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Employee Spotlight

A Society of Decent Human Beings

When Aliah Hall was hired as BYU Marriott’s wellness and prevention specialist in 2022, she created a space where students could put down their worries. “This is a place where you don’t have to perform,” Hall says of her office.

Aliah Hall talks with a student
Aliah Hall is BYU Marriott's wellness and prevention specialist

Hall’s presence also represents a significant shift at BYU Marriott, which first brought in a mental health provider in 2020. “It was empathetic leadership for Dean Madrian to acknowledge, ‘We can do this differently, and we’re going to tackle it together,’” Hall notes.

Hall and her two interns provide therapy for 10 percent of BYU Marriott’s student population, with another 10 percent on a waiting list. “The need is huge,” says Hall, who earned her master’s degree in social work from the University of Utah.

It’s common for business students to feel competitive with one another, she continues, and that competition can lead to feelings of loneliness. “The most dangerous part of any mental health issue is isolation,” she says. “When people feel isolated, stress, depression, and anxiety grow rampant.”

In addition to counseling individuals, Hall is guiding faculty and staff to design a better environment for students. Through workshops with BYU Marriott’s departments and programs, Hall shares helpful practices such as mindfulness and stress reduction. She also organizes school-wide events, groups, and awareness weeks, and she is helping create a mental health club for students. Additionally, Hall is an advisor for the school’s Mental Health and Wellness Committee, which is composed of representatives from each department. “We try to understand where the students are struggling and then provide applicable programming,” she explains.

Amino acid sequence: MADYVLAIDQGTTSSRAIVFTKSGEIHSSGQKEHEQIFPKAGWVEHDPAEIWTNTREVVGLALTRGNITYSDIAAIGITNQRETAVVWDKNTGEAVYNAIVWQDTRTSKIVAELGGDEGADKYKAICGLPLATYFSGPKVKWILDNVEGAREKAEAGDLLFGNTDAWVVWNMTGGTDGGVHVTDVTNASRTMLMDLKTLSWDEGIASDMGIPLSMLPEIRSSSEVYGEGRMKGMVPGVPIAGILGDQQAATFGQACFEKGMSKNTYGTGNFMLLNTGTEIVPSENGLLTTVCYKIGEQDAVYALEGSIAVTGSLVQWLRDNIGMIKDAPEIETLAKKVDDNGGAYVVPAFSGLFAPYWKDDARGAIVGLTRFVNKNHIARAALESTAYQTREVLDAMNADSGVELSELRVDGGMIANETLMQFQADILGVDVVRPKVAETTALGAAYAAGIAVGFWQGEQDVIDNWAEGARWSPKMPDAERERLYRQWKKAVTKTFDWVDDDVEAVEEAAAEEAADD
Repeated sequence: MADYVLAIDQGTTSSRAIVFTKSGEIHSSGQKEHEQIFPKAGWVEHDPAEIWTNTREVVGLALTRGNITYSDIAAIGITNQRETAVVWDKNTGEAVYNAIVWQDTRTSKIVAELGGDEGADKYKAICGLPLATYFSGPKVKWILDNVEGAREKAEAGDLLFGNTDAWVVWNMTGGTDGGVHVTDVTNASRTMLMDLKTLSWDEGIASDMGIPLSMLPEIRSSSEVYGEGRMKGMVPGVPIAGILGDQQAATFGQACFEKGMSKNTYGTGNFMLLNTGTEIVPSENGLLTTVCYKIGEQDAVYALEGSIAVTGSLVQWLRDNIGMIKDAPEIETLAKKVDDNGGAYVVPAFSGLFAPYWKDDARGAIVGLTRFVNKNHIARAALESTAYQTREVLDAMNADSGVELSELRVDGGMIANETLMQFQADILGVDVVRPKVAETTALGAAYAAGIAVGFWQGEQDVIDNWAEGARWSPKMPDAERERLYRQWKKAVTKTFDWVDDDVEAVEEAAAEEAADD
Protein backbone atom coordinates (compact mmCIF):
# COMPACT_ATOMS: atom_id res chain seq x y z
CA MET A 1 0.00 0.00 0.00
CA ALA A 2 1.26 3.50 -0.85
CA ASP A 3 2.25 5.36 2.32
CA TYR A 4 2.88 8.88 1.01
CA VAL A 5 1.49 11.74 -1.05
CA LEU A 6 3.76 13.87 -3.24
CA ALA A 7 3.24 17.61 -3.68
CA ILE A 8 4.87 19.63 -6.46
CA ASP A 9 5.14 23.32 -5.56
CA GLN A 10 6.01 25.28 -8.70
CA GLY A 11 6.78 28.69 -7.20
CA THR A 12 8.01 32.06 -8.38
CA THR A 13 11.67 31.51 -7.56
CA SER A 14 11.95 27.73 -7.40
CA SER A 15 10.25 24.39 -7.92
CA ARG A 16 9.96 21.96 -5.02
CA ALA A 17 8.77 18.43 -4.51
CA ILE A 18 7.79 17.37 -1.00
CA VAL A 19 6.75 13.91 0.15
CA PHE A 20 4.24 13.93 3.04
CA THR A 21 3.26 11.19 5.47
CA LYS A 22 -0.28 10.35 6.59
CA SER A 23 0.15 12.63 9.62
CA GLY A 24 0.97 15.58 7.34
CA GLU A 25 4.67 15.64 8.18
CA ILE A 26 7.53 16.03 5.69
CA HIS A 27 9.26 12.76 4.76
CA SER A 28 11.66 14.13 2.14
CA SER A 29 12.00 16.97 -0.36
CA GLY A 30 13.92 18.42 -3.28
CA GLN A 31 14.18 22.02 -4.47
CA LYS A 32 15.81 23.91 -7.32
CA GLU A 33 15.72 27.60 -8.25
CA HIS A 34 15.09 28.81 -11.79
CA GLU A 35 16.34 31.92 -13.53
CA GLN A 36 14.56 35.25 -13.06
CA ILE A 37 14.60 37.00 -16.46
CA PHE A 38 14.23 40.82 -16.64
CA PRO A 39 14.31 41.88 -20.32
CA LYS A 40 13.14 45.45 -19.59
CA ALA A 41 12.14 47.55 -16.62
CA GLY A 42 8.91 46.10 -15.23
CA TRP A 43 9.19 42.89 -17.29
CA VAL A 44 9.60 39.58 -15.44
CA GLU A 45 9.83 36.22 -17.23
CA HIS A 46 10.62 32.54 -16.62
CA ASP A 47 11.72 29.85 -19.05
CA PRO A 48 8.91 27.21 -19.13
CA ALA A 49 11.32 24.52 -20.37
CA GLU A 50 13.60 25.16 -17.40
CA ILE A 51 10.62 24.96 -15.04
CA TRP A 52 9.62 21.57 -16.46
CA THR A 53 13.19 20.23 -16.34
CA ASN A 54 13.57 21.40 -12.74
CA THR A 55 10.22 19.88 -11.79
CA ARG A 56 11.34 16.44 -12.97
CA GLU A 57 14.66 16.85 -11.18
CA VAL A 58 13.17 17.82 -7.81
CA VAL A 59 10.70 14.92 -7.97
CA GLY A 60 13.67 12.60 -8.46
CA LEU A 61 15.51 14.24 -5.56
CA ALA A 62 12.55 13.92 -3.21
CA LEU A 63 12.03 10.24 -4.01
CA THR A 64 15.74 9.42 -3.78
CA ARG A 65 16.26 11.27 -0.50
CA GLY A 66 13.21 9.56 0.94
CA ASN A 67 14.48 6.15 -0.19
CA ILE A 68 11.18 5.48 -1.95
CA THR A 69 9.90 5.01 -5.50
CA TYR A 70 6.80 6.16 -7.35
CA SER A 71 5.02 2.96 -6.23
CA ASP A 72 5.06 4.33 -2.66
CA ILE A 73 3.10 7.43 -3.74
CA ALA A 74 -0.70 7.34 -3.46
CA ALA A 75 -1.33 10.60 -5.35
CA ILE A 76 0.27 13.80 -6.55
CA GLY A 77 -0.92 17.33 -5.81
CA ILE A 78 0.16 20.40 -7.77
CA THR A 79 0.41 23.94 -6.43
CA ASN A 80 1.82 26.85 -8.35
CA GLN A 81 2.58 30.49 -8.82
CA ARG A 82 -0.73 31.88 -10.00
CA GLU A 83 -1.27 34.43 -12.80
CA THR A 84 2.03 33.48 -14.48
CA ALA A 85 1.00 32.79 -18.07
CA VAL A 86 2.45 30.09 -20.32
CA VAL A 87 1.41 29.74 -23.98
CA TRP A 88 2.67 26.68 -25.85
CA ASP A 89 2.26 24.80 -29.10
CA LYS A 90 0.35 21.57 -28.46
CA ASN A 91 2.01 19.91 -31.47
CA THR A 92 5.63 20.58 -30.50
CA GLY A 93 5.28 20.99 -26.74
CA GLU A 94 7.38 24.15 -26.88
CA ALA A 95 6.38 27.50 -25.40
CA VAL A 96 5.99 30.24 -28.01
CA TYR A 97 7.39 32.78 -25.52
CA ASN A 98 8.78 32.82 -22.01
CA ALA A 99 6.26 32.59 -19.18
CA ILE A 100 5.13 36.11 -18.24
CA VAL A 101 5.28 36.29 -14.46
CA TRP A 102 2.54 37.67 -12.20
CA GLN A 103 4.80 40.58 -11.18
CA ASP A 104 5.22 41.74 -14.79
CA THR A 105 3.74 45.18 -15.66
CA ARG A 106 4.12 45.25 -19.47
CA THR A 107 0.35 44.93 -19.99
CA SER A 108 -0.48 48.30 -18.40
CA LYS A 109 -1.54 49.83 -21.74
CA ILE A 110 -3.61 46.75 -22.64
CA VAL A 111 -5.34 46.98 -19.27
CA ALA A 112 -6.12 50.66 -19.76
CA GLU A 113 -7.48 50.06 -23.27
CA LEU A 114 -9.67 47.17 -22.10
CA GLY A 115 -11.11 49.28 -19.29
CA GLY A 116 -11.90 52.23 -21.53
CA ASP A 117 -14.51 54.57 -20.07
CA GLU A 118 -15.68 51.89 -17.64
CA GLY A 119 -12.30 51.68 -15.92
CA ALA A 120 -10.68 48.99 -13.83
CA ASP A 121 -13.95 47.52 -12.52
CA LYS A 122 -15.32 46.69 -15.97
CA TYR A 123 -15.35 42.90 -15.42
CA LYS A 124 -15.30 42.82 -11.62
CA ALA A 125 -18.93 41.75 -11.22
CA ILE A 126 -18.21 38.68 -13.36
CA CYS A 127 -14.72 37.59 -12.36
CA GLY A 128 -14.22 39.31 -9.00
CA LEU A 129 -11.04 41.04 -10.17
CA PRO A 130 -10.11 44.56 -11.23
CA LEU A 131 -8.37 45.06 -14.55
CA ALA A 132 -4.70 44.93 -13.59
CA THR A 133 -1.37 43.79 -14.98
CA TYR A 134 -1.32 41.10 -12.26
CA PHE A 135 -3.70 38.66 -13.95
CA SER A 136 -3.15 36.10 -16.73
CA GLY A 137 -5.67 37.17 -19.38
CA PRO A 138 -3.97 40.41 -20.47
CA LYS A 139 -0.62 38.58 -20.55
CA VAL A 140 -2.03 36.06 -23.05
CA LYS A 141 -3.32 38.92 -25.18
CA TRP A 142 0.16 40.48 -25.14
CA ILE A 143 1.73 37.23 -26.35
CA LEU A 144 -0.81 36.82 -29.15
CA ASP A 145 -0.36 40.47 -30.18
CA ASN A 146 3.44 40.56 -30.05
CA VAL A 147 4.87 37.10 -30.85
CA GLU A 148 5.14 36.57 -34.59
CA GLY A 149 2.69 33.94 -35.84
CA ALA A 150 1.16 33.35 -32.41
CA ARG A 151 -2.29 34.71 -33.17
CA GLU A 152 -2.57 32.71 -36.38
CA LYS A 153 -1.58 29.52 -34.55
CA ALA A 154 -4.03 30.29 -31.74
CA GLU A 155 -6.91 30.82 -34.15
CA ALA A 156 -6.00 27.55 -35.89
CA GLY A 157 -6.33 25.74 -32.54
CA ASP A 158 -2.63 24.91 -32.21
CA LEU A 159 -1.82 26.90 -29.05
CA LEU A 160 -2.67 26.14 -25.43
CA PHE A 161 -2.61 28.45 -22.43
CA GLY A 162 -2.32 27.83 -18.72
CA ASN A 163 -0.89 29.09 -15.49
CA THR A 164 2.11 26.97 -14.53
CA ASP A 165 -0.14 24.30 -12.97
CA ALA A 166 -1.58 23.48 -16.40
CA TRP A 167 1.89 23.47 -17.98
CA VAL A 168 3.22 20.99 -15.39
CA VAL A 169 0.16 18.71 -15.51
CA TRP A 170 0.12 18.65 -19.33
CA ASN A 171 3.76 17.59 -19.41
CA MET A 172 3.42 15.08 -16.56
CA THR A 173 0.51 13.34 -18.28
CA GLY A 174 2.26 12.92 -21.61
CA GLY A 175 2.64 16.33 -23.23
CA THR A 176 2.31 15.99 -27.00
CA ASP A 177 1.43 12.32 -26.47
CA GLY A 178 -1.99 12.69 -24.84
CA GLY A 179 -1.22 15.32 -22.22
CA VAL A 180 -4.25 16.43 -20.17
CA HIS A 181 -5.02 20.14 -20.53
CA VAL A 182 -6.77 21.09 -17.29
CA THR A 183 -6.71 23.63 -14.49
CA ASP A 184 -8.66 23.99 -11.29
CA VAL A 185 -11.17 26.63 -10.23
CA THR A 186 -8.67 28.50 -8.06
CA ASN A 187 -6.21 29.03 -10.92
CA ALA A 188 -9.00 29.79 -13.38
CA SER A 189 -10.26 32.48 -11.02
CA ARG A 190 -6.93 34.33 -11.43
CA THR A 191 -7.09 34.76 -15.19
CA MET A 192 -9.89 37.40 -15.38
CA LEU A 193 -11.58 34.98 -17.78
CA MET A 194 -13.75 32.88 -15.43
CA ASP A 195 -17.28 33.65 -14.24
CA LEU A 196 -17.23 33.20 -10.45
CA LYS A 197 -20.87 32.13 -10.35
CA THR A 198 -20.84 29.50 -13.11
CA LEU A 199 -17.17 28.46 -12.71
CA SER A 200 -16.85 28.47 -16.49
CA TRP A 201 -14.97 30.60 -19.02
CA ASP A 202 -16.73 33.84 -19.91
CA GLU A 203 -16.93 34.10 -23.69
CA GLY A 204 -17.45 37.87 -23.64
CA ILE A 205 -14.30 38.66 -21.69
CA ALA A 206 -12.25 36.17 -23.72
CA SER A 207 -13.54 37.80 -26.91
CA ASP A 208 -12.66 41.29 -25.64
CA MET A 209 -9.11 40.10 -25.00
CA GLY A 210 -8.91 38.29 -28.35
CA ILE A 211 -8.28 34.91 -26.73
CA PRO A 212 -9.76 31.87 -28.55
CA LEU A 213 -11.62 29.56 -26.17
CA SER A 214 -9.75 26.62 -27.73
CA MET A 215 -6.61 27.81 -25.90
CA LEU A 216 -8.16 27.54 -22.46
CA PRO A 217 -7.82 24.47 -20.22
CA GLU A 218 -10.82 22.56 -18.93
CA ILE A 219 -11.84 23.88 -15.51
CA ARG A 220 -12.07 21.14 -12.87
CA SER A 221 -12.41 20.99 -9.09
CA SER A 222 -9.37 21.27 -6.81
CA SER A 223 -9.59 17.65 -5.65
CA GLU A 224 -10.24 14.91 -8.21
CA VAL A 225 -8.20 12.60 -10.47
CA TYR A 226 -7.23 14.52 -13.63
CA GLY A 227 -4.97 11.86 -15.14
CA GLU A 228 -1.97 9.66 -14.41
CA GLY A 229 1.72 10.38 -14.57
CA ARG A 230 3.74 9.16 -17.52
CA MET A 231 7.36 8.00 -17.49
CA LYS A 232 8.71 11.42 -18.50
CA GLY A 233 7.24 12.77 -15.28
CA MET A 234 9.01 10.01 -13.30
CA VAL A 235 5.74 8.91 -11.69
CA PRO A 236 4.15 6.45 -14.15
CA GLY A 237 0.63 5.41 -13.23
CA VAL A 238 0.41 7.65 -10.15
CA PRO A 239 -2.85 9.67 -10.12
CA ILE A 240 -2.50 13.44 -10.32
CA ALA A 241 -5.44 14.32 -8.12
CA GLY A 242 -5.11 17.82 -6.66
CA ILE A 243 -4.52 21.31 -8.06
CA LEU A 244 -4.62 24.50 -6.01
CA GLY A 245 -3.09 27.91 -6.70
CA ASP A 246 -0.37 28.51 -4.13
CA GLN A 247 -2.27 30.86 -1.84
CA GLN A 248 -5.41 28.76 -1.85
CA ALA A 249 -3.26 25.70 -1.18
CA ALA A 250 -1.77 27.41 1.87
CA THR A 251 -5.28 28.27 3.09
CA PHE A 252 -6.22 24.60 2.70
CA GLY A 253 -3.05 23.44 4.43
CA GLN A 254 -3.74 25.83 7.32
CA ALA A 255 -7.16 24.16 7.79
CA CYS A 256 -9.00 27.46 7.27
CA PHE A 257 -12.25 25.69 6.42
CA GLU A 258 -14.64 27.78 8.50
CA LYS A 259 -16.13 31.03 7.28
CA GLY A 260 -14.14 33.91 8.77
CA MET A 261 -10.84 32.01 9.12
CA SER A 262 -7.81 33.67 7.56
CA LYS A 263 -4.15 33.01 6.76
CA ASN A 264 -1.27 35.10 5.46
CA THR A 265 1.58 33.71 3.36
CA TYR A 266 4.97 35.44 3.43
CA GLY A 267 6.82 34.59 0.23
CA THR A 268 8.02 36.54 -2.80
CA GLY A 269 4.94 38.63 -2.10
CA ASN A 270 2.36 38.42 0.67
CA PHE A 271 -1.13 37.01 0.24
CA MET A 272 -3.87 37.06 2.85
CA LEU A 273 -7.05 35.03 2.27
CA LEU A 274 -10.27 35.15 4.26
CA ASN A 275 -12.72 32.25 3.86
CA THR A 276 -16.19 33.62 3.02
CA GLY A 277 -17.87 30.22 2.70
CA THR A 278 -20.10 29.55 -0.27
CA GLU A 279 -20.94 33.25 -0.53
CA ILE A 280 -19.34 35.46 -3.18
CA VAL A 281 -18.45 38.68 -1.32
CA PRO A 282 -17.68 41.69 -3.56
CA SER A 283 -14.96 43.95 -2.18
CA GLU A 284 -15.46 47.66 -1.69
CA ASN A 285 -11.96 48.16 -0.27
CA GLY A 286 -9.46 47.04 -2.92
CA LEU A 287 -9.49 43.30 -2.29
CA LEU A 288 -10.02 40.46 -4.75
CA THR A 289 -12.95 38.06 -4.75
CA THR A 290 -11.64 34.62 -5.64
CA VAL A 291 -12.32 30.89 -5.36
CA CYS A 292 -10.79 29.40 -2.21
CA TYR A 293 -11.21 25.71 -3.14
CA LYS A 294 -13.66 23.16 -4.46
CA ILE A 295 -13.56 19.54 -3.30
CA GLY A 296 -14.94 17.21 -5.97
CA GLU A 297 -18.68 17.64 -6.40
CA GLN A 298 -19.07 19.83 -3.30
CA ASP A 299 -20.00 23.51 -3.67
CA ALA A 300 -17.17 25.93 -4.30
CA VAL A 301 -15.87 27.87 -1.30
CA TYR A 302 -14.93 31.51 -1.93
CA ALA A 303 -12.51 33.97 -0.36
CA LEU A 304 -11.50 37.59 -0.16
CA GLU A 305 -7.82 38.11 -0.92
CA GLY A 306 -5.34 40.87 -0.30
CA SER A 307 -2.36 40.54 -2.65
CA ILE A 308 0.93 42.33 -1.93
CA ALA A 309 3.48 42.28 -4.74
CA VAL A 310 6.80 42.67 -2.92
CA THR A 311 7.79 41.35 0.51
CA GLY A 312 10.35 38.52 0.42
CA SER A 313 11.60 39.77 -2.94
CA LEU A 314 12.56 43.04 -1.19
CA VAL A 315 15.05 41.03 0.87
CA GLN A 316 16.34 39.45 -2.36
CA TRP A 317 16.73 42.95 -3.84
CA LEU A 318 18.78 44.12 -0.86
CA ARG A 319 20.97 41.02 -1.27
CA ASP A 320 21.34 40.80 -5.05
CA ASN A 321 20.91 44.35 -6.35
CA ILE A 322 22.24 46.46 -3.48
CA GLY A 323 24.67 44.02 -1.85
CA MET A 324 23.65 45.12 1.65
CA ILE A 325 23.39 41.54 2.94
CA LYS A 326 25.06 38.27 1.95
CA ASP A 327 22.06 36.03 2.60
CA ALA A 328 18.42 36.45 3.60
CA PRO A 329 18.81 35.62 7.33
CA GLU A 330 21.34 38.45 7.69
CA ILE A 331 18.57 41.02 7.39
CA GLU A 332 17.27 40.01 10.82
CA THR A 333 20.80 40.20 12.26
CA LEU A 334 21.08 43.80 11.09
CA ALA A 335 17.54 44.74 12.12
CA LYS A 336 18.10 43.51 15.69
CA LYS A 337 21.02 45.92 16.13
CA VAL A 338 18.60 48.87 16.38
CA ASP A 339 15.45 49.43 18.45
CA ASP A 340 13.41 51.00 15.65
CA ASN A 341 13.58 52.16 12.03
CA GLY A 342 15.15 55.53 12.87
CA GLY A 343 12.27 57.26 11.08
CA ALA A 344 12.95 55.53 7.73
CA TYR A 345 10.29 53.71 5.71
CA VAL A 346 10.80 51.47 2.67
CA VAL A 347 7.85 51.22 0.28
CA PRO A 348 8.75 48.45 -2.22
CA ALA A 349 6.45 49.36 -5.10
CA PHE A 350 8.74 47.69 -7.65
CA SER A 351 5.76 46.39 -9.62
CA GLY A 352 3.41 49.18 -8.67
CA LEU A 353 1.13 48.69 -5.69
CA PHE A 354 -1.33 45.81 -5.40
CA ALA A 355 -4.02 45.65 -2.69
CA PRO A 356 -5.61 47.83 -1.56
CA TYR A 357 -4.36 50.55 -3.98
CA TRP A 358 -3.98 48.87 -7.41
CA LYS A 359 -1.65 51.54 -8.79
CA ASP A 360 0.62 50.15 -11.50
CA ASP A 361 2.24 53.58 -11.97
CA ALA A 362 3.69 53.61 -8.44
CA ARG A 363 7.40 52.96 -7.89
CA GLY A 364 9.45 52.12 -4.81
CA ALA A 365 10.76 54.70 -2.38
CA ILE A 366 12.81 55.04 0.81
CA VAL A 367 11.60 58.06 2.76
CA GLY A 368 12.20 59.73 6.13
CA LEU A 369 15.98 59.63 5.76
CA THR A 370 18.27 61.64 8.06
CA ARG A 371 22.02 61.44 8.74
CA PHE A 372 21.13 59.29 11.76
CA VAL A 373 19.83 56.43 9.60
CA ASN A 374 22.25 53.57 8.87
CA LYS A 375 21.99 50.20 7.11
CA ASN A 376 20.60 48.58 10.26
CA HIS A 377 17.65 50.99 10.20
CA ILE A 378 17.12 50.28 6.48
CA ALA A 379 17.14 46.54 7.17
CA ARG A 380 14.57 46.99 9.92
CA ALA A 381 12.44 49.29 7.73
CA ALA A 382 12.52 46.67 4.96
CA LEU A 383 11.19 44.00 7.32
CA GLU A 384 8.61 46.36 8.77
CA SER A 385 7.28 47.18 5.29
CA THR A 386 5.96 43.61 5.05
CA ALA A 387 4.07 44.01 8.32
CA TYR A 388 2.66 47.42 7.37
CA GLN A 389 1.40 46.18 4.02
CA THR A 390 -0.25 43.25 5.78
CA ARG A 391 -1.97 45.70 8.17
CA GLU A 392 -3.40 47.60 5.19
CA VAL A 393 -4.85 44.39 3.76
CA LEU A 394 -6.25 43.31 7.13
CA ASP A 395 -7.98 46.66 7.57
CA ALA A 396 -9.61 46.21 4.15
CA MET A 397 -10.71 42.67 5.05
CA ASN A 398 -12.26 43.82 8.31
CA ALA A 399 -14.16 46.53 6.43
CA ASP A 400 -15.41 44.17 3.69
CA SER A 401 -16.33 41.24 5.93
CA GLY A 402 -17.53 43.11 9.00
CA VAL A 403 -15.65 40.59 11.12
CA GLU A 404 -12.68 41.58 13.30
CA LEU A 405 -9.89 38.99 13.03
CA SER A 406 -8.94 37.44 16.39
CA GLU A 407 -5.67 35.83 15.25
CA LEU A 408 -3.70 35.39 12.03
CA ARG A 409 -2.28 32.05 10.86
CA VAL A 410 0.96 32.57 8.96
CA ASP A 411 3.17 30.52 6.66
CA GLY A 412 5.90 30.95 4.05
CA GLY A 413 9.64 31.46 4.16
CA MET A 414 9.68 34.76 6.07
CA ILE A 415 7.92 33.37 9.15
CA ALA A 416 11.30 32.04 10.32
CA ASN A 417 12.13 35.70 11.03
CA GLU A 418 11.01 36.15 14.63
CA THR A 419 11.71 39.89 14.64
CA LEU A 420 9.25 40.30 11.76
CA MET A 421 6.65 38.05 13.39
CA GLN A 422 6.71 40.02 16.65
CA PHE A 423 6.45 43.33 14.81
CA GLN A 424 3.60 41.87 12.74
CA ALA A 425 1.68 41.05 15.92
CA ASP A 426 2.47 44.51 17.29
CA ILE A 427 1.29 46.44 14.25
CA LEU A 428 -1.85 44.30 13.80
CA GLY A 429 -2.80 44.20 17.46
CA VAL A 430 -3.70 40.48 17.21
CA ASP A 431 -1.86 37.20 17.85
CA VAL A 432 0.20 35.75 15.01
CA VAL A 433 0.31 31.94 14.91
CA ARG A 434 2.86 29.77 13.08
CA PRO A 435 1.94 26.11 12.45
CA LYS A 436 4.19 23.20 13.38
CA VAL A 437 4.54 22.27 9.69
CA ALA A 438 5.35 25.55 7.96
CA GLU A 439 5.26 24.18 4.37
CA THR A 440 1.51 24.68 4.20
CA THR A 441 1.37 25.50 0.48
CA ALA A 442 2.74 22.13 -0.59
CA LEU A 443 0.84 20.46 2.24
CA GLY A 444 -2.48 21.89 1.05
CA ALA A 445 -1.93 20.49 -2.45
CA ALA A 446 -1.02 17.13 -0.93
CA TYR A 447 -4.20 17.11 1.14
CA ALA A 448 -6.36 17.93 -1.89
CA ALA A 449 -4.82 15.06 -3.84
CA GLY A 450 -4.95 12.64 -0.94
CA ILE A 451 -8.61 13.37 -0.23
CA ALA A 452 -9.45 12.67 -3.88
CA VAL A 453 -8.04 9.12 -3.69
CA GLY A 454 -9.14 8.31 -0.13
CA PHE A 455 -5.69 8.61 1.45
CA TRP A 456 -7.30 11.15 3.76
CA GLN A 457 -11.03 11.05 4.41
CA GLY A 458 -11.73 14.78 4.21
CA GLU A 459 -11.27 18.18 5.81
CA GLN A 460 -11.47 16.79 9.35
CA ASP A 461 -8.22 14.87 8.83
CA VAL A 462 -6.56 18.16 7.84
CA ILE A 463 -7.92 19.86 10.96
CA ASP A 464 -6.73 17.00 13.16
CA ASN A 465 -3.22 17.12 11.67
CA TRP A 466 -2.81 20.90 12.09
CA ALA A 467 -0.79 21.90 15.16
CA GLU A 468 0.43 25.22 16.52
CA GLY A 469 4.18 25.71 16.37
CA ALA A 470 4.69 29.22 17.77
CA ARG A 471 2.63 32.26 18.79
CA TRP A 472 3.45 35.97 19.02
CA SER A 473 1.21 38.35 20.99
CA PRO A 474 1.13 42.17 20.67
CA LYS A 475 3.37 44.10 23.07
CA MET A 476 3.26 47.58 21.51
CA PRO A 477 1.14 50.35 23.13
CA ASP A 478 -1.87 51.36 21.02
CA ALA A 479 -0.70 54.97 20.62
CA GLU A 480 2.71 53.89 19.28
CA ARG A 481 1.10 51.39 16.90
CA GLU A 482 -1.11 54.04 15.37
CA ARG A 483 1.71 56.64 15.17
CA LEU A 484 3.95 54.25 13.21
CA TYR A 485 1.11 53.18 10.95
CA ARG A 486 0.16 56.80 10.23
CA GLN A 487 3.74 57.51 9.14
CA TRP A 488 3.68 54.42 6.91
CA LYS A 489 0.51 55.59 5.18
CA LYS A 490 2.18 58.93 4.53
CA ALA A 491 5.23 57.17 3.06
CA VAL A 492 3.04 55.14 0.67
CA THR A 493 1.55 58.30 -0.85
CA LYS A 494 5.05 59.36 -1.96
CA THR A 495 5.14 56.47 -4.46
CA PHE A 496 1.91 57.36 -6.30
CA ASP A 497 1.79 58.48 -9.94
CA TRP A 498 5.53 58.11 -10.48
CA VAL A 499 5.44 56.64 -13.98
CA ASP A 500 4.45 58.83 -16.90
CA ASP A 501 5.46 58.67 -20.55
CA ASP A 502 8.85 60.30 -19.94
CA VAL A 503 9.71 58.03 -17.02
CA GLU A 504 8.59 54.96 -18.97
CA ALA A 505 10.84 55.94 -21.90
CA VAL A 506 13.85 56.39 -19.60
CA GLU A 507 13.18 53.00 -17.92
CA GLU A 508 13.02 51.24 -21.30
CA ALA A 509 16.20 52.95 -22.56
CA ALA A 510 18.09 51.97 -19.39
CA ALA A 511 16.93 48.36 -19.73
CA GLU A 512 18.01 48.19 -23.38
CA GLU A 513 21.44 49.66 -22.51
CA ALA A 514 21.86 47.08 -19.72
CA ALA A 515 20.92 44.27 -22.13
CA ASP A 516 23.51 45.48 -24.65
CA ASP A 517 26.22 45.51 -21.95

Educating faculty and staff is important because, as Hall says, they’re on the front line. “It’s great for me to be here, but if they can support one another, that’s even better,” she continues. “I talk with faculty and staff about being authentic and being vulnerable. If they’re projecting a perfect persona, that’s the standard students think they have to measure up to, and that’s not realistic or healthy.”

While supporting students may feel daunting for school employees, Hall hopes they abide by an adage pinned on her purse: “I’m a member of the society of decent human beings.”

“Oftentimes faculty and staff say, ‘I don’t know what to do when a student is struggling,’ and I respond, ‘Yes, you do; you’re a decent human being,’” she says. “Most students don’t need a mental health provider. They just need a decent human being who has more experience and will offer support.”


Written by Emily Edmonds

This article was published in BYU Marriott's 2023 Annual Report, page 21.